Those seeking “justice for palestine” should be more explicit in what they are talking about.
For example, what does it mean to seek justice, but not peace in Palestine?
The symbol of justice is not the scale but the hammer. To someone wielding a hammer, everything looks like a nail. But you can’t repair a torn fabric as if were a nail. The tools needed to fix what is broken in the Middle East are not hammers of justice, but the finely honed instruments of peace-making.
Why justice for Palestine rather than for the Palestinians? Speaking of Palestine in these terms reduces a complex issue to a simplistic solution, at the expense of historical and, more importantly, humanitarian considerations. Simply put, “Justice for Palestine” wants to eliminate the State of Israel. People pushing for “justice in Palestine” are therefore more extreme than the Palestinians themselves who have long recognized Israel’s right to exist. SJP ignores the reality of the Palestinians and want to replace it with a more extreme program, one that, real Palestinian interests be damned, is only satisfied when Israel has been wiped off the map.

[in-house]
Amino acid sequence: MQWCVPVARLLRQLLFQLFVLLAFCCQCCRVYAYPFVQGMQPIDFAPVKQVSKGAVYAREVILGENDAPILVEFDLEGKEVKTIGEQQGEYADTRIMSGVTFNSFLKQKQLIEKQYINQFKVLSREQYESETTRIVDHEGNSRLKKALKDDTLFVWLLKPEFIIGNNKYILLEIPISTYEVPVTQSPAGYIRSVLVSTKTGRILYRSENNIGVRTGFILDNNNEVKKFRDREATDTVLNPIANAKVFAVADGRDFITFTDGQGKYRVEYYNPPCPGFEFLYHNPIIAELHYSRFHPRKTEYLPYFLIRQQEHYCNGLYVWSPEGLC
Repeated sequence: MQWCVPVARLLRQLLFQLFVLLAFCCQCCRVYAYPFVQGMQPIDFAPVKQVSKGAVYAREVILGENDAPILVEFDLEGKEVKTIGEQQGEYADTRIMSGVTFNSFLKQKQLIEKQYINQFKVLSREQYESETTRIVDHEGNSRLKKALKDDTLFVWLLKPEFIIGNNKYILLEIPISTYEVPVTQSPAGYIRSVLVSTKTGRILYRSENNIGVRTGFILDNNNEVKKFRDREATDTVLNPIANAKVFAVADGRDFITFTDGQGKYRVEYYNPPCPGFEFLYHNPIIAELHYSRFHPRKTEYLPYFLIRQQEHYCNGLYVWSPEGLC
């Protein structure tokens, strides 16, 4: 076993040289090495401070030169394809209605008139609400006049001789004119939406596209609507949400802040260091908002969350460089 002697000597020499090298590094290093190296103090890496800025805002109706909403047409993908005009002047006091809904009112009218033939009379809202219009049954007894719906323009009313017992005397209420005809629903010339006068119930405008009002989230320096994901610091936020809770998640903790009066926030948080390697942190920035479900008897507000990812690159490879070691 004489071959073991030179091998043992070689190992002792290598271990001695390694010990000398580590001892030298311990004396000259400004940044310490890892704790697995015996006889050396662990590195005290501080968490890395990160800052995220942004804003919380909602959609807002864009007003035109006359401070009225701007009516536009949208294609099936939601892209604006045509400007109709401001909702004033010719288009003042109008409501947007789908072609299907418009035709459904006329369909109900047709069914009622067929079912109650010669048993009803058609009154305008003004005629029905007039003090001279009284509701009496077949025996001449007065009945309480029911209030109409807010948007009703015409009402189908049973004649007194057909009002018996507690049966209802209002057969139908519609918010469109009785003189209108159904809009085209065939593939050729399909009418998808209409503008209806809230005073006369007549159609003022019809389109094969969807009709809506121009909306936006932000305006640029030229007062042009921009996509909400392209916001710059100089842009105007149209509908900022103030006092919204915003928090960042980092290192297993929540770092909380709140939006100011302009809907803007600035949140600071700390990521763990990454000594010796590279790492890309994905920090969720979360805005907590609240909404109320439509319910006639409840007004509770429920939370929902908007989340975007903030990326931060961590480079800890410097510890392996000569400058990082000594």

People who seek justice for Palestine at the expense of Palestinians struggling for statehood in historic Palestine are deluded if they think of themselves as friends of the Palestinians. Their ultra-moralistic approach to politics perpetuates conflict rather than helps to resolve it.
I have tried to engage SJP on the Boston University campus and called up their representatives to ask why they publicly disparage events co-sponsored by innocuous middle-of-the-road groups such as J-Street or One-Voice that they did not even attend. Their answer was that they don’t attend events sponsored by groups who are in favor of the two-state solution. I can’t believe that everyone associated with SJP has drunk the cool-aid, but the leadership is ideologically closed off and unwilling to engage in open debate. As a group shunning debate, SJP fails to live up to the basic ethos of academic life.
While SJP was recently banned by Northeastern University for reasons of their own, they are still active at Boston University. I hope that they will find a way to open up and enter into a genuine dialogue with other groups on campus. We need a healthy and open debate. To have a genuine debate requires that we are willing to have our assumptions challenged. I have my doubts that SJP is ready for this.